Archives for February 20, 2019
By Roy Wood
Street food vendors to get simpler application
Frustrated with the inability to attract street food vendors, the town will revise its vendor application process with the aim to simply the whole thing.
A report to council from senior planner Don McArthur said: “By revising the licence quotas and locations available for potential food vendor operators and streamlining the application process, staff expect more food vendors will follow through with an application after their initial inquiry.”
Increasing the number of food vendors in the downtown core was one of the recommendations of the recently completed Town Centre Renewal Plan.
McArthur’s report also pointed out that the changes that “applicants will be asked to propose food offering (that) do not compete with the offerings of existing restaurants and food vendors.”
Council voted to have staff come back with a revised policy.
Good news, bad news for groups seeking $$$
Several local organizations had their recent requests for funding considered by council today. There as good news for some and not-so-good for others:
•Cactus Jalopies requested a doubling of funding from $5,500 last year to $11,000 for 2019. Council approved a $6,500 grant from Resort Municipality Initiative (RMI) funds while acknowledging the substantial value the event brings to the town.
•The Osoyoos Lake Paddle Club sought between $4,000 and $5,000 to hire a race director for its second annual Dragon Boat Festival. Citing the great potential the event has, council approved the full $5,000 from the RMI budget.
•The Osoyoos Elks Lodge was looking for $20,000 in “money and/or in-kind” assistance for a planned Roots and Blues Festival. Expressing dissatisfaction with the thoroughness of the group’s budget, council declined to provide any money, but agreed to waive rental fees at the Sonora Centre for the event.
•The Osoyoos Lawn Bowling Club was seeking up to $20,000 to help with installation of lights at the lawn bowling green. Agreeing with the administration that the club needed to provide more detailed information, council denied the request.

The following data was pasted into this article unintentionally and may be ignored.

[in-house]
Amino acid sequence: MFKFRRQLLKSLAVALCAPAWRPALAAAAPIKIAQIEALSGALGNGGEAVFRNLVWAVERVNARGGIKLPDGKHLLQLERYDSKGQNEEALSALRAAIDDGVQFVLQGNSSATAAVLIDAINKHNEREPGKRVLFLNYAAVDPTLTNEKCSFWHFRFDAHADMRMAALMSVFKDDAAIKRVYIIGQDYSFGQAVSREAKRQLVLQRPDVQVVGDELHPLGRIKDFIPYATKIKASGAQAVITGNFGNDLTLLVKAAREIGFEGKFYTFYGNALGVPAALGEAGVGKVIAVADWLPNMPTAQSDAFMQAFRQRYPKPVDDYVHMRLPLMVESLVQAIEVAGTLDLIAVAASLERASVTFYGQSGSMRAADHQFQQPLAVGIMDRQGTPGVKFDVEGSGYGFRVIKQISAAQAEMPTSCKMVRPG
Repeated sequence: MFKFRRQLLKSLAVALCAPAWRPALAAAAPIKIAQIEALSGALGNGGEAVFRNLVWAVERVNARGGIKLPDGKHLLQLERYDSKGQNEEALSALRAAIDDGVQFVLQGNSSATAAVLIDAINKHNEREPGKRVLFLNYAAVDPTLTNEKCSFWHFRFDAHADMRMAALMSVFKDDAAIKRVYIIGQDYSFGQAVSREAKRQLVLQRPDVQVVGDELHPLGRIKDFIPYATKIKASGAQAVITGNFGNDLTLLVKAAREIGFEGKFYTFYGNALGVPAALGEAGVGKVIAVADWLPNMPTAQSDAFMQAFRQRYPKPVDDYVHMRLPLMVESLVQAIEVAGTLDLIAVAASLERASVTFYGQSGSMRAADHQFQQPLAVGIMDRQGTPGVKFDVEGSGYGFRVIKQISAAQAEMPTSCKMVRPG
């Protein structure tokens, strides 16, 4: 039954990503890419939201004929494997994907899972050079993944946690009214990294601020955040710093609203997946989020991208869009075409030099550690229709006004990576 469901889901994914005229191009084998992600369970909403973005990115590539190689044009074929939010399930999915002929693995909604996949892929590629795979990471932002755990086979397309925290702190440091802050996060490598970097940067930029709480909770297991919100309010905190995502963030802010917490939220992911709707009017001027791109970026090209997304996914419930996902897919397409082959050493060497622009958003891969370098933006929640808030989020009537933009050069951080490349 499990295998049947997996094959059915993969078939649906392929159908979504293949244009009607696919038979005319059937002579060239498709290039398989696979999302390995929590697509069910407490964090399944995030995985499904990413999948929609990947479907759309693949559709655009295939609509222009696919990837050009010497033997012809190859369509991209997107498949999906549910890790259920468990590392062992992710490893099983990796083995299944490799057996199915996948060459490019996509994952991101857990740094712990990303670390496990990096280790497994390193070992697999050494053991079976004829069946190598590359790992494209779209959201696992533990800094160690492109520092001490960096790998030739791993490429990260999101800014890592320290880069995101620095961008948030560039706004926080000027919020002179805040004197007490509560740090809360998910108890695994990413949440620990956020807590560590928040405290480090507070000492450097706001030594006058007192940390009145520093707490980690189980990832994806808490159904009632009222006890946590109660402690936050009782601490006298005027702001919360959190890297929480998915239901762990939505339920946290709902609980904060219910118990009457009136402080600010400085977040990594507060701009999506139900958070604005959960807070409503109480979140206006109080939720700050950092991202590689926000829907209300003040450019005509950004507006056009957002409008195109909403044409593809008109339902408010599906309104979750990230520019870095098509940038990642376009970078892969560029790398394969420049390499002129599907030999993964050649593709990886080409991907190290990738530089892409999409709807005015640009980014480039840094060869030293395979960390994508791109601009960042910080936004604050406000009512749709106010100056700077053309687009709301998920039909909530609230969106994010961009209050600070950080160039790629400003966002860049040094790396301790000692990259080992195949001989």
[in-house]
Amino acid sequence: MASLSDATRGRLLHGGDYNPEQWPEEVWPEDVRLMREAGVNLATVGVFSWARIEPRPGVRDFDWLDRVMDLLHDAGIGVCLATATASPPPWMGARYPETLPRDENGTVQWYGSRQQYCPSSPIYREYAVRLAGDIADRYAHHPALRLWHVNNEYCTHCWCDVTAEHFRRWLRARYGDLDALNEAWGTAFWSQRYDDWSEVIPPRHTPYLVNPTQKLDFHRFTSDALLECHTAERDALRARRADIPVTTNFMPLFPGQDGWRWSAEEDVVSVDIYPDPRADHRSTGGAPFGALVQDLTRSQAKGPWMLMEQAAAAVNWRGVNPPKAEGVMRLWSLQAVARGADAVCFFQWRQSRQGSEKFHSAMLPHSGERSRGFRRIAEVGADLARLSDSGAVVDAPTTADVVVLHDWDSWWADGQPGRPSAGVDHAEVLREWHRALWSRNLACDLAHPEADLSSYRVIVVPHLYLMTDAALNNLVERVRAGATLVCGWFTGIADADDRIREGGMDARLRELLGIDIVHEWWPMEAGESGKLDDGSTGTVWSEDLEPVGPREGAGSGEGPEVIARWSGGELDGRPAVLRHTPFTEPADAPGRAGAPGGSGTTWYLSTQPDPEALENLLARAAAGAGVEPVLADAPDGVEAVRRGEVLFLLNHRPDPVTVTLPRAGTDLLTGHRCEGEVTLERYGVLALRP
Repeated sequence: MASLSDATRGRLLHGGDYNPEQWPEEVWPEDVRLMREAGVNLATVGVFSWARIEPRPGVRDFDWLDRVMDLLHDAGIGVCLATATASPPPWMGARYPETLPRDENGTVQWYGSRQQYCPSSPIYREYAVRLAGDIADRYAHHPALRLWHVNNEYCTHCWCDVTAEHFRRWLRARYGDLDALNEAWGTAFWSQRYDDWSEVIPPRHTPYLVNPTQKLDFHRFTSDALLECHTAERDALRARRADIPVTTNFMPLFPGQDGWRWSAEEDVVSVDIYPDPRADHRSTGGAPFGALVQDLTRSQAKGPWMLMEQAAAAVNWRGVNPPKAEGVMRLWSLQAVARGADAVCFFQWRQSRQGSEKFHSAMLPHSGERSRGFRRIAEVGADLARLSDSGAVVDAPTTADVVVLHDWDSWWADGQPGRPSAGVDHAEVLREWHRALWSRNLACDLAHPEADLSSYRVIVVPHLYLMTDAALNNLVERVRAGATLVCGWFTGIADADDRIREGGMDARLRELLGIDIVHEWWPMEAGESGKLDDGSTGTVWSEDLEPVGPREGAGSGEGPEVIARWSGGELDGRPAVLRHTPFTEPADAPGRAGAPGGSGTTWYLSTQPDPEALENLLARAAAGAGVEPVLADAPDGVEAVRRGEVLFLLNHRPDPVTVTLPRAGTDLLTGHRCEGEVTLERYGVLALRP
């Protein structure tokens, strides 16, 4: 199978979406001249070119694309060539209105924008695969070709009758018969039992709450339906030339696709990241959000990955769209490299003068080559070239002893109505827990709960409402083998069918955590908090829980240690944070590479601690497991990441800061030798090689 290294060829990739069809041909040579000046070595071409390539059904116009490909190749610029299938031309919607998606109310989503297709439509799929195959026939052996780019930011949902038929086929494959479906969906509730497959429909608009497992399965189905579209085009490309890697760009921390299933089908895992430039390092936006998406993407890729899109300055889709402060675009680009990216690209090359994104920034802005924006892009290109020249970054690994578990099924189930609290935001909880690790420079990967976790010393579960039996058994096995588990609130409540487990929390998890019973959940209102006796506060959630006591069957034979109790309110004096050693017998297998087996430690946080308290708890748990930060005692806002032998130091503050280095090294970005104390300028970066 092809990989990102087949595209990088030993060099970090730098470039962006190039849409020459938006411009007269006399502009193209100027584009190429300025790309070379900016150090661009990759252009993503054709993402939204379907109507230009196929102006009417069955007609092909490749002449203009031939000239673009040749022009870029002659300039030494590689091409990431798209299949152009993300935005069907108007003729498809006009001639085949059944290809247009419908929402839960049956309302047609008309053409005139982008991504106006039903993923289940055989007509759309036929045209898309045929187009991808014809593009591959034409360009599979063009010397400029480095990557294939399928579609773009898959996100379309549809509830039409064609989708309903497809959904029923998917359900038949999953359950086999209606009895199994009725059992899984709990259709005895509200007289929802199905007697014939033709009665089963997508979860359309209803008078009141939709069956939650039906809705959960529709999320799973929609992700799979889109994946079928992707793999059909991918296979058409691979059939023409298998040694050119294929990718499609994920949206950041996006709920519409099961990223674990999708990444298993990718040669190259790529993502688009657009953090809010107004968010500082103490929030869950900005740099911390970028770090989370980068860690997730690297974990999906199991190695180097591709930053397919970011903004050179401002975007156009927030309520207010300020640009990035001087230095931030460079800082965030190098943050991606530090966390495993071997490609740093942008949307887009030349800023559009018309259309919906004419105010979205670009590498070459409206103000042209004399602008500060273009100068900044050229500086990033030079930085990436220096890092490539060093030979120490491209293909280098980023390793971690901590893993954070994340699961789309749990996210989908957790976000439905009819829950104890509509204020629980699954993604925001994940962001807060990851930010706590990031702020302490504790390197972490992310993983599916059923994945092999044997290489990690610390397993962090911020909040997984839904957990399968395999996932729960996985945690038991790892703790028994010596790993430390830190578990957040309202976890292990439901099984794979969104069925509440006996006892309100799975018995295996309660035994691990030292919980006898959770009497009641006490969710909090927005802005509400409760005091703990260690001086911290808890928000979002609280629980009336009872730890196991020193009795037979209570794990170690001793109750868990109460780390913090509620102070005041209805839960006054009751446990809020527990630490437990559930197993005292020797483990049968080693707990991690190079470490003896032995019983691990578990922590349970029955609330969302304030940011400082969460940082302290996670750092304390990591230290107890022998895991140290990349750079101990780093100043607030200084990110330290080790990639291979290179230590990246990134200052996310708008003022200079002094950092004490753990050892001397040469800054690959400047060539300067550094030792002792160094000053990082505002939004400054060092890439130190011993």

Press to enlarge
A recently released study has identified Shuttleworth Creek as the primary source of an increase in sediment that is slowly filling Vaseux Lake.
The RDOS commissioned the study – conducted by Larratt Aquatic, which calls on government to take steps to restore the tributary that flows into the river at Okanagan Falls, south of Skaha Lake.
“The large sandbar at the north end of Vaseux Lake changes shape with each freshet but has grown significantly within the past 10 years forming a new island in the process,” the study continues. “Restoration of Shuttleworth Creek is essential if continued rapid expansion of the sandbars in Vaseux Lake is to be minimized.
The study was originally launched in an effort to understand what is delivering nutrients to a perceived increase in invasive milfoil and observed filamentous algae growth in recent years.
The study concludes that milfoil beds have actually become smaller in the course of the last three decades.
That nutrient levels of the lake not affected by the new wasterwater treatment plant
That the Okanagan River/Lake system carries a heavy nutrient load from the central part of the valley.
More milfoil reduction by cutting
Restructuring Shuttleworth Creek to contain sediment
Improve septic fields where no sewer systems exist
Utilizing the wetlands north of Vaseux to filter out nutrients.
Source: RDOS and files from Castanet